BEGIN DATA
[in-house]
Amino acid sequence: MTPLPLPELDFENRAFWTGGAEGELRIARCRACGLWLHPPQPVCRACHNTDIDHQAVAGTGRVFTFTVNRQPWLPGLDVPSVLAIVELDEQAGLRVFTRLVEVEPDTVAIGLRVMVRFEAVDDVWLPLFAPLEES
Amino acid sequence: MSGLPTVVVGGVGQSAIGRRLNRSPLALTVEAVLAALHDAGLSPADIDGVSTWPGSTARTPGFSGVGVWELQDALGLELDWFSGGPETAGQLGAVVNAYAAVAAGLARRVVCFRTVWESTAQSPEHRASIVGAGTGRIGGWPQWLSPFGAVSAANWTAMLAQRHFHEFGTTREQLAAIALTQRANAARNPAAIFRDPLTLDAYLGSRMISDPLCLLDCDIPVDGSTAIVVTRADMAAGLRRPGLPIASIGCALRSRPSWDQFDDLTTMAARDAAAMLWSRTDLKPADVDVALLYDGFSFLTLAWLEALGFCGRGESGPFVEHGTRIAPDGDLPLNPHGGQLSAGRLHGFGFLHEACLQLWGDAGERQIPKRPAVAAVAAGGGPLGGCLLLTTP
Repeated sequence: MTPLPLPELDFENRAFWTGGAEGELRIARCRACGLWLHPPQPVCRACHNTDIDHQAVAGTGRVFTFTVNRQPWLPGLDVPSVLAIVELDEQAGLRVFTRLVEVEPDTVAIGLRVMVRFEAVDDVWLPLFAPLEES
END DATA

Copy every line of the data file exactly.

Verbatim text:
[in-house]
Amino acid sequence: MTPLPLPELDFENRAFWTGGAEGELRIARCRACGLWLHPPQPVCRACHNTDIDHQAVAGTGRVFTFTVNRQPWLPGLDVPSVLAIVELDEQAGLRVFTRLVEVEPDTVAIGLRVMVRFEAVDDVWLPLFAPLEES
Amino acid sequence: MSGLPTVVVGGVGQSAIGRRLNRSPLALTVEAVLAALHDAGLSPADIDGVSTWPGSTARTPGFSGVGVWELQDALGLELDWFSGGPETAGQLGAVVNAYAAVAAGLARRVVCFRTVWESTAQSPEHRASIVGAGTGRIGGWPQWLSPFGAVSAANWTAMLAQRHFHEFGTTREQLAAIALTQRANAARNPAAIFRDPLTLDAYLGSRMISDPLCLLDCDIPVDGSTAIVVTRADMAAGLRRPGLPIASIGCALRSRPSWDQFDDLTTMAARDAAAMLWSRTDLKPADVDVALLYDGFSFLTLAWLEALGFCGRGESGPFVEHGTRIAPDGDLPLNPHGGQLSAGRLHGFGFLHEACLQLWGDAGERQIPKRPAVAAVAAGGGPLGGCLLLTTP
Repeated sequence: MTPLPLPELDFENRAFWTGGAEGELRIARCRACGLWLHPPQPVCRACHNTDIDHQAVAGTGRVFTFTVNRQPWLPGLDVPSVLAIVELDEQAGLRVFTRLVEVEPDTVAIGLRVMVRFEAVDDVWLPLFAPLEES